In an open letter to the president of the Cattlemen´s Federation the head of the administrative/ judicial entity established to implement the law also sought to calm the tone of public debate. In a detailed response to Lafaurie´s allegations the Director of the Land Restitution Unit, Jesús Ricardo Sabogal, invited him to meet face to face to discuss his concerns and defended the measures that have been adopted, conceding that there are many factors and individual circumstances complicating the claims process and identifying the steps and procedures that have been put in place to address them. The open letter states in part:

“In five years, the restitution of land has done more for the victims of the conflict than any other measure in the last 60 years. We have restored more than 200,000 hectares of land benefiting at least 23,000 Colombians. We have delivered to the restitution judges 12,000 cases involving 500,000 hectares. In 95% of the cases that have been decided the sentences were in favour of the claimants, which demonstrates that the work of the Unit has been well conducted in terms of the needs of those that have been forced by violence to abandon their land. The Land Restitution Unit has received 88,640 claims, of which 44,847 are located in zones under the jurisdiction of the Minister of Defence [that is, they are still heavily affected by the armed conflict]. The Unit is resolving 31,604 cases and has completed 22% of the claims lodged.

I must reiterate, as a Colombian, a farmer, and as the Director General of the Land Restitution Unit, that I am proud, because it is no longer the groups at the margin of the law that are defining and deciding the ownership of land but now it is judges of the Republic that are making the decisions…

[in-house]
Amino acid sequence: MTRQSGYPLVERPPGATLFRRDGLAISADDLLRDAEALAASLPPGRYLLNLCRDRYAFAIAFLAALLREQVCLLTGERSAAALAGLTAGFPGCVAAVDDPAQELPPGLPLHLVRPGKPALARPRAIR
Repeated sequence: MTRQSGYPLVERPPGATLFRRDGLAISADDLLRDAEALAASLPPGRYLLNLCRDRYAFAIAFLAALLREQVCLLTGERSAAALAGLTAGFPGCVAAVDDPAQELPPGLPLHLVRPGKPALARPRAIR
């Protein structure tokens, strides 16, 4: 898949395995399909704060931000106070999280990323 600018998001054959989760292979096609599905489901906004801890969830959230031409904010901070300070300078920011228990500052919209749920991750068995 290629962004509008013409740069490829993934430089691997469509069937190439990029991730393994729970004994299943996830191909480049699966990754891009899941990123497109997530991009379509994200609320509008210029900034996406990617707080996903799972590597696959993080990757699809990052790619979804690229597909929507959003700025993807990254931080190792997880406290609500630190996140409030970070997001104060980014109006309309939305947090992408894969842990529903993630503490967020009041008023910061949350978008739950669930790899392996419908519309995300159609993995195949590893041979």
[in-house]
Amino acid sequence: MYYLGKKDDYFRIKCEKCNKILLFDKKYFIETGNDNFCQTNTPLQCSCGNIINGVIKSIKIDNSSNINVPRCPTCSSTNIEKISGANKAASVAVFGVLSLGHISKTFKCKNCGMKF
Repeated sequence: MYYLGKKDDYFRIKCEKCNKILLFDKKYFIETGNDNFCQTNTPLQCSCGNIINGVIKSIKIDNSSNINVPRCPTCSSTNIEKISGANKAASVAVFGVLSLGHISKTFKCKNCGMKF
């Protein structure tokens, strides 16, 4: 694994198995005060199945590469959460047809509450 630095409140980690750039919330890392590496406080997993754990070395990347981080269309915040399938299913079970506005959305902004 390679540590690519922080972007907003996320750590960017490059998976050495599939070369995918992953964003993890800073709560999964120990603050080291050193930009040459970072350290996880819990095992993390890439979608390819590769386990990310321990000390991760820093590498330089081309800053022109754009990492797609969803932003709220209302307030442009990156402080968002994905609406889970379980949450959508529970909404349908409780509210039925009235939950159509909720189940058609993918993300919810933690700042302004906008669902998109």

As to the “false victims” that you have referred to, I must clarify that the rigour of the process has detected two typologies that have resulted in claims being rejected: the first is cases that do not fall within the provisions and terms of the law, the second is unscrupulous claims lodged by people that understand the law very well but are attempting to defraud the process. With respect to the latter cases, the State is applying stiff penalties via the judicial system. The Land Restitution Unit has transferred 170 cases to the Prosecutor General and the judicial authorities have effected 60 captures for false claims…

I must also clarify that the administrative and judicial processes are conducted with absolute transparency, with full respect for and compliance with due process and constitutional guarantees including, as you well know, the possibility of appealing final determinations before the Supreme Court. It is also important to emphasize the active participation in all of the procedures of delegates of the office of the Inspector General for the Restitution of Land, the Ombudsman and all of the entities that are articulated in considering justice to be a supreme constitutional value and peace to be an essential national objective in all of the scenarios that have been afflicted by violence…”

In an interview with Arcadio Gonzalez (“Presidente de Fedegán vulnera a las víctimas”) Sabogal stated: “The irritation that we feel in the Restitution Unit [about the assertions and activities of the Inspector General] aren´t related to his criticism of the law, we are open to criticism. What the Unit doesn´t consider appropriate is the mechanism that has been used to make these types of criticisms: [making dubious if not deceptive claims] in large meetings before uninformed people. We have said that we are prepared to discuss the technical details of the law, but not in a scenario convened by ill-informed people… [The] office of the Inspector General has two ways to warn about problems: one, in the course of proceedings evaluating each application for restitution; the other is the power to make observations as to structural matters to do with the law and associated procedures as a whole. They could easily prepare a document and send it to us; we will analyse it and make the necessary adjustments. Another forum is in the Congress of the Republic, because the relevant law isn´t a presidential decree, it is a Law of the Republic and if he has comments about it, the proper destination for them is the Congress.” Other communiques of the Land Restitution Unit note that additional measures have been taken including meetings to try to assuage the concerns and satisfy the legitimate needs and interests of innocent secondary occupants of properties subject to restitution claims, the appointment of additional judges to cope with the backlog of claims, and the provision of protective measures and ancillary financial and technical support for claimants returning to their land.